Understood in scientific arenas, the concept ‘countercurrent’ refers to an exchange common in nature but mimicked as a mechanism in industry and engineering, describing the oppositional flow of two different properties, creating a crossover. Concurrently, to work within a counter current is to embrace and integrate difference and flexibility. As such, Counter Current is informed by an understanding of adjustment, amalgamation, collaboration and disruption of routine towards the creation of new possibilities and the inclusion of a broader plurality, because a current is never singular. To pluralise is to include, extending the conversation to allow for difference, additions, variety and diversions. Counter Current, thus extends, includes, adds and encompasses a turn toward new possibilities of exhibition making, art practice and forms of expression. As we settle into the newness of Spring, bringing with it a new exhibition at Eclectica Contemporary, Counter Current offers a break with convention within our gallery – away from the traditions of the white cube that privileges certain voices, aesthetics and modes of working. Considering an understanding of ‘current’ additionally as referring to notions of time and the present, this exhibition asks us to question and understand the multitude of counter currents that flow across our times, of change, disruption, ease and release.
We think of Counter Current as a presentation of inclusion and additions – challenging and querying the conventions that exist in exhibition making, while presenting work by artists who confront and counter the traditions of art practice. This exhibition showcases new medias and modes of creating, highlighting technology and dimensional work – through videos, installations, sculptural pieces and digital imaging.
In Anda Mncayi and Sterling Trimby’s illustrative pieces, alternative realms, counter narratives and worlds are built. Through the inventive depictions they have each created, possibilities are reimagined and visualised. Ibrahim Khatab’s elaborate calligraphic works are richly layered, contemplating traditions and the interactions of graphic systems. On densely patterned boards, his works play with focus, perspective and comprehension. Carla Janse van Rensburg’s imagery engages a discussion on power, superstitions and self-healing. Through an investigation in ritual and repetition, the work integrates technological possibilities with process and chance.
Kyu Sang Lee and Martin Wilson propose a meditation on the concept of time and its relationship to consciousness through their work together. Working together across mediums their installation demonstrates an investigation of space, dimensionality and corporeality. Through their installation, they show the medium of light and sound as a catalyst, calling the viewers into a space of quiet contemplation. Echoing conceptions of contrasts – life, light, darkness, loss – is Victoria Scott’s light installation. Her construction of light-forms juxtaposes and makes present the relationships occurring in liminal spaces, of uncertainty, possibility and potential. Where light plays with colour, shadow engages form – this is demonstrated in the painting installations of Christian F. Kintz. The blocks of colour in his work propose a rethinking of how light and colour interact, while extending paint into dimensional and textural objects.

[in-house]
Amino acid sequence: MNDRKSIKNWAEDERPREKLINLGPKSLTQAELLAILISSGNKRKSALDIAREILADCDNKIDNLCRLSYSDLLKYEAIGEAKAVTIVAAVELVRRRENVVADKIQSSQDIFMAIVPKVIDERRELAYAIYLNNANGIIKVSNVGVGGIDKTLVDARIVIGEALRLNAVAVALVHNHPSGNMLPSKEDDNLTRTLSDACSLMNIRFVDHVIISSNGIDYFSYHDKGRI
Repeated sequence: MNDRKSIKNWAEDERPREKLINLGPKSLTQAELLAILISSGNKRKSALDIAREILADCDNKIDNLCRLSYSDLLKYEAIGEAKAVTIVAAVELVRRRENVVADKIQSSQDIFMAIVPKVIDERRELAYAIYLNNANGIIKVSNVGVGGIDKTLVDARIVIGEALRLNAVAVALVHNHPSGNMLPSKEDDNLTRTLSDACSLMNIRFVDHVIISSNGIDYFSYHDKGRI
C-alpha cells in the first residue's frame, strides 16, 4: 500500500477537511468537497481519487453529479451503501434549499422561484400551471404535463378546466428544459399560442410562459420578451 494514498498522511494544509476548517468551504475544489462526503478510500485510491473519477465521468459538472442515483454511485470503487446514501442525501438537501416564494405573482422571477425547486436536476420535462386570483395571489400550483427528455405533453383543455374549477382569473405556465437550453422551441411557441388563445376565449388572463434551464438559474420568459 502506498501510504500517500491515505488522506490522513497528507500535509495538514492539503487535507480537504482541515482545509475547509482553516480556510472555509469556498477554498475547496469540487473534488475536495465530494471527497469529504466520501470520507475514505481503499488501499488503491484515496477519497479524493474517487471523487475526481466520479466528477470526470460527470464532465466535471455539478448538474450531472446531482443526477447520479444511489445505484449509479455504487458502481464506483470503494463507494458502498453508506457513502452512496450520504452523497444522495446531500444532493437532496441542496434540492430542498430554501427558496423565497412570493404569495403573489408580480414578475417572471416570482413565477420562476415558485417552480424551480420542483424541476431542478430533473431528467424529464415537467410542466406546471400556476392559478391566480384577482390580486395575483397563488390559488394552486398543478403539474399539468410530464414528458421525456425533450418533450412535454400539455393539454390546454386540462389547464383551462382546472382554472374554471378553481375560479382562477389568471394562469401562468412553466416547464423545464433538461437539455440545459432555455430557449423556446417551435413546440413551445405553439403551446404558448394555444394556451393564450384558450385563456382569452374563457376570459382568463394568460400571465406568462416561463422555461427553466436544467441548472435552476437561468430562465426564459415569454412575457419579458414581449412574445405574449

Oscar Keogh’s video work confronts hegemonic convention through humour and the uncanny, disrupting and upending expectations and presumptions. Through performance and the interplay of props and costume, the work instigates a conversation around reality and the constructions present in day-to-day existences. Anthony Lane’s sculptural pieces invoke recognisable objects but are distorted and experimented with. The forms play with energy, movement and illusion through their physical presence, created through intuitive and labour intensive processes.
Through an inclusion of new modes of working, this exhibition proposes options for engaging differently, flowing with new considerations and allowing for the incompleteness of processes that remain ongoing. Counter Current invites new and familiar artists into the gallery while interrogating and challenging our own habits and conventions. Through plurality, we invite broader engagement and lateral interactions. The works extend off and away from gallery walls, resisting the confines of genre, medium or material expectations. They expand and augment, activating different spaces, subjects and formats by creating new visual conversations. What exists within this exhibition has been gathered by acknowledging an open-ended thought, with the hope of encompassing and encouraging wider integration and interaction.